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2009 Creative Services Budgets — Time to Tighten the Belt?

Here’s an article I pulled out of my archives. It was originally written after the burst of the technology bubble completely hammered the PR industry. Alas, it seems just as relevant now.
PR agencies tighten their belts along with clients
The best agencies can help you in lean times by working smart
Today, it would be hard for even the most die-hard optimist to say that the economic outlook for next year isn’t a concern. Many PR budgets will be cut and all of them will be more heavily scrutinized. As a corporate marketing or communications professional, the decisions you make today become realities your company will have to live with for the next several months. This makes now a great time to evaluate what you are getting out of your advertising, public relations, graphic design and interactive service agencies. Regardless of business climate and budget, the first and only priority of your agency’s account teams must be to ensure that every dollar they spend is used to contribute to the success of your company. In good times, this means having the discipline to stop themselves (and possibly you) before moving forward on big campaigns that make a lot of noise, but don’t get you closer to meeting your business objectives. In hard times, it means your agency might need to help you determine which programs should be scaled back, which ones should be approached differently and which ones shouldn’t be fiddled with. In extreme cases, they will let you know that a serious re-alignment of goals, results and resources is in order, and they will help you make this case to management. By sacrificing some short-term revenue, your agency is betting on your continued success and demonstrating a long-term commitment to your business as well as their own. They know that when you look good, they look good-when you fail, they fail. Understanding this principle provides the foundation for a long-lasting business partnership. Unfortunately, in good times as well as bad, there are other pressures that can cause some companies and their agencies to deviate from this course. They act first, think later and make some big mistakes in the process.
PR agency fat cats don't have 9 lives

PR agency fat cats don't deserve nine lives in a down economy. All activities should revolve around your most important business goals

When communications dollars are plentiful and business is good, some companies try to spend their way into a position of market leadership, giving little thought to how expenses map to results. Some agencies are more than willing to help clients spend their budget by promoting half-baked strategies or ideas. This approach usually generates nothing more than fat invoices. Conversely, when resources are tight, anemic communications budgets are often expected to yield unrealistic results. Adding fuel to the fire, some agencies attempt to bridge the budget-vs.-expectations gap by offering more for less through steep discounts as a way to win business. If you want to get stellar results with limited resources, you need a smart agency with the proven ability to do things right the first time. This isn’t the time to bargain hunt. When evaluating your communications budget and considering where to invest, consider these important questions:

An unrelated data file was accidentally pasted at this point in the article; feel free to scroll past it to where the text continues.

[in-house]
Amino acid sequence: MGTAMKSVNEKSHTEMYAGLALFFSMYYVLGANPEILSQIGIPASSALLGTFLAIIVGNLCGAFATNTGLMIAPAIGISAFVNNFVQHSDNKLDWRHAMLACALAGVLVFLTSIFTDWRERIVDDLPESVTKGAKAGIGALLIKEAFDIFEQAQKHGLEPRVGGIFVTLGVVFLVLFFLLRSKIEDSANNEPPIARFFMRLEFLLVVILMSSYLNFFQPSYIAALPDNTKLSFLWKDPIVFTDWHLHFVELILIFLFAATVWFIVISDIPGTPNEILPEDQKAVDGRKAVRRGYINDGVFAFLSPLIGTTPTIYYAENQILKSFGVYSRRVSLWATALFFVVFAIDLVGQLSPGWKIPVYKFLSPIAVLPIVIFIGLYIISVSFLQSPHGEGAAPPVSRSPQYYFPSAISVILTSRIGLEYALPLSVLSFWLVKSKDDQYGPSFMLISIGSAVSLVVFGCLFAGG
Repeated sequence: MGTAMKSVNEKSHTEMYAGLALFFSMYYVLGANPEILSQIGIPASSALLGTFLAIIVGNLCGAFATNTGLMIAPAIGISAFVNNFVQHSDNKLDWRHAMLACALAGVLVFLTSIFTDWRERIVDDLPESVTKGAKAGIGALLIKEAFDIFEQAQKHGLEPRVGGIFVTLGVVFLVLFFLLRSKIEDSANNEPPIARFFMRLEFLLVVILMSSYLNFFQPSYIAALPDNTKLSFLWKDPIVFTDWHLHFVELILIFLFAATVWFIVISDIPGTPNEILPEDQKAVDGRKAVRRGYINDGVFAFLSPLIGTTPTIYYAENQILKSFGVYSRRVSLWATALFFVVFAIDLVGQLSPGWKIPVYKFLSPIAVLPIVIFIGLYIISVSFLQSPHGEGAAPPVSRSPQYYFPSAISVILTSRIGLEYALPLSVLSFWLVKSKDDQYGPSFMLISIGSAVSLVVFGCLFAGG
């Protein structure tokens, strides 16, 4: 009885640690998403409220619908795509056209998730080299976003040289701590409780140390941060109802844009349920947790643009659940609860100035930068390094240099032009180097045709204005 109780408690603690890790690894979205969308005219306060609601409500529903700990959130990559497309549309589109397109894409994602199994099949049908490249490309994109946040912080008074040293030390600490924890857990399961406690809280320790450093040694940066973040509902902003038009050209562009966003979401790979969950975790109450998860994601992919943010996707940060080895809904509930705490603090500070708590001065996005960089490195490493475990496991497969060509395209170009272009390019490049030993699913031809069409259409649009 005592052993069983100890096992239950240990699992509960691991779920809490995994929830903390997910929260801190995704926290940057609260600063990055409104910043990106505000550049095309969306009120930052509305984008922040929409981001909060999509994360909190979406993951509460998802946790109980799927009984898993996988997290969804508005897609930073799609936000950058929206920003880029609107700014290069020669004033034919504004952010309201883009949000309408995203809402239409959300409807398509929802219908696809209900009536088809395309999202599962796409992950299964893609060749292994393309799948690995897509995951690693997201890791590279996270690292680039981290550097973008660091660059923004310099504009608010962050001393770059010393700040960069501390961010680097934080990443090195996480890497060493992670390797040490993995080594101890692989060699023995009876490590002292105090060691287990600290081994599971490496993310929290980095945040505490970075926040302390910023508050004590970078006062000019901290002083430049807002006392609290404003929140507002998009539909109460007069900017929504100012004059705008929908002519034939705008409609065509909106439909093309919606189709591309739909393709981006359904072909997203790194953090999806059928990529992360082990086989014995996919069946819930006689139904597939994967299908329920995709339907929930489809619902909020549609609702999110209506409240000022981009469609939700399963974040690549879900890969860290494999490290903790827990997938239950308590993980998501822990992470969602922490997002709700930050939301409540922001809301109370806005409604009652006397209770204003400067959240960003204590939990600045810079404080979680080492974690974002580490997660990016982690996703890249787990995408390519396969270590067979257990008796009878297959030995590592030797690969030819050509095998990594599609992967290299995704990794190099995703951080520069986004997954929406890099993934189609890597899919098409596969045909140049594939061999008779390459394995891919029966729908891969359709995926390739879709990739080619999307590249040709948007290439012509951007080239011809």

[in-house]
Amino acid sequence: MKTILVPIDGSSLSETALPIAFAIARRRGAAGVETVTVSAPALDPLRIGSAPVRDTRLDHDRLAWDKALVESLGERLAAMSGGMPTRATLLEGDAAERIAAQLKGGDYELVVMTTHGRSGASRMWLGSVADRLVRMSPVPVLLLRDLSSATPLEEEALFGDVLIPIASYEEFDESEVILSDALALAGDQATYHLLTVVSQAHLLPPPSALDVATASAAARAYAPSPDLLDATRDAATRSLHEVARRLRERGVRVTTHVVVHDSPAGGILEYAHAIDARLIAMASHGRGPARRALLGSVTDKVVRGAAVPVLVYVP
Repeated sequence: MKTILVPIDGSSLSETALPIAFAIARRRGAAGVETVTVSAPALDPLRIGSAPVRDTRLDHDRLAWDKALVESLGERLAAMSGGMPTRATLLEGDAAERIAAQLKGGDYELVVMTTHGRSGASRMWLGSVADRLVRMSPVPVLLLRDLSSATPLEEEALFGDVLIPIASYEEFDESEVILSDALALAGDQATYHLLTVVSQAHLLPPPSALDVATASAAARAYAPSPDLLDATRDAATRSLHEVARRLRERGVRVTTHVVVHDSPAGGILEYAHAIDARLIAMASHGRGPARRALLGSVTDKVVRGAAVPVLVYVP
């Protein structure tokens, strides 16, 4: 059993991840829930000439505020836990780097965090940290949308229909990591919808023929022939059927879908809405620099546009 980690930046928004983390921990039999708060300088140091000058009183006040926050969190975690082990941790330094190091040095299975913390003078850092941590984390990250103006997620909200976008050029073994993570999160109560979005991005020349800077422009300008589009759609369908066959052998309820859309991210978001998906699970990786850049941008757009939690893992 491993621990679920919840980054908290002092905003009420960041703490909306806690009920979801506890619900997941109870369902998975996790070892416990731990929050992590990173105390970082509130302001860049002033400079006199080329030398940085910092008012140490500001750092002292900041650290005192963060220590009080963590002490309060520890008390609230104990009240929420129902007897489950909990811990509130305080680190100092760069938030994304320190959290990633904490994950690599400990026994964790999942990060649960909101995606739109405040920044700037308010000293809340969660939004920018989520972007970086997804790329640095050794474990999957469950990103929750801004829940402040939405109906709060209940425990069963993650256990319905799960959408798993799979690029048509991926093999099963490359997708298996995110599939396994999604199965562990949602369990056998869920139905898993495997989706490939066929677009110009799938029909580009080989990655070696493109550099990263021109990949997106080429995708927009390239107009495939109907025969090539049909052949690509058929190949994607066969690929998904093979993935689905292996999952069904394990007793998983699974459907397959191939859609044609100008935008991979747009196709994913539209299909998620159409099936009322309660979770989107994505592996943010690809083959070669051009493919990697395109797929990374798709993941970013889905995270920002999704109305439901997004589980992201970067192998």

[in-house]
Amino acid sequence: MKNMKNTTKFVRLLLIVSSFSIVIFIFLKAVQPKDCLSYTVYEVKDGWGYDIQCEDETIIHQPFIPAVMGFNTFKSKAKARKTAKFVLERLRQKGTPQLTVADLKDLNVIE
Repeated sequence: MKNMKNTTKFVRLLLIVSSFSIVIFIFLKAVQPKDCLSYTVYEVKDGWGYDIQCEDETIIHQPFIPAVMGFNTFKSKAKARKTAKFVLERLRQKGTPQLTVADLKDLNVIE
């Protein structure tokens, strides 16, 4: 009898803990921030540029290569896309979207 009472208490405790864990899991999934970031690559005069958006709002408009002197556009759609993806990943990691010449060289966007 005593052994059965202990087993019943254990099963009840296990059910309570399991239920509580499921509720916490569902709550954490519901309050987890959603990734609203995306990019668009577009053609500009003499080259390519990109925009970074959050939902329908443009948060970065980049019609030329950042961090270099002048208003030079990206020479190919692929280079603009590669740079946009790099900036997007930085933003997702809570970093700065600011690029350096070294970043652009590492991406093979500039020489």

• How long has the agency been in business and what is the health of the organization?
  • What is the agency’s business model?
  • How does management protect against market volatility?
  • Has the agency operated successfully in strong and weak markets before?
  • How did the team help clients weather the storm when times were tough?
  • What processes does the agency have in place to manage your budget and avoid overspending?
  • How are contracts and billing handled?
You need an agency with an established track record and lots of experience. Try to get a feel for how well the business is run. If its managers don’t have a good handle on their own organization, you can’t expect them to help make important decisions that impact yours. Don’t just ask the agency these questions-ask existing clients. Any good agency will provide you with references that should be able to discuss overall performance, service and how their account is managed. If you are evaluating a public relations agency, you might also check in with key editors and industry analysts. Don’t forget that a real business partnership requires two-way communication and a lot of give-and-take. Your account team needs to know the good, the bad and the ugly. They also need to know immediately if your objectives change. Be straightforward financially. If times are good, let them know so they can make recommendations accordingly. If tough times lie ahead, help them manage their own business by letting them know as soon as possible. When looking for an agency to grow old with, be leery of those that seem too desperate for your business and are willing to do anything to win it. While the best agencies are always looking for great new clients, they usually have a steady stream of work regardless of the economy. Choose wisely.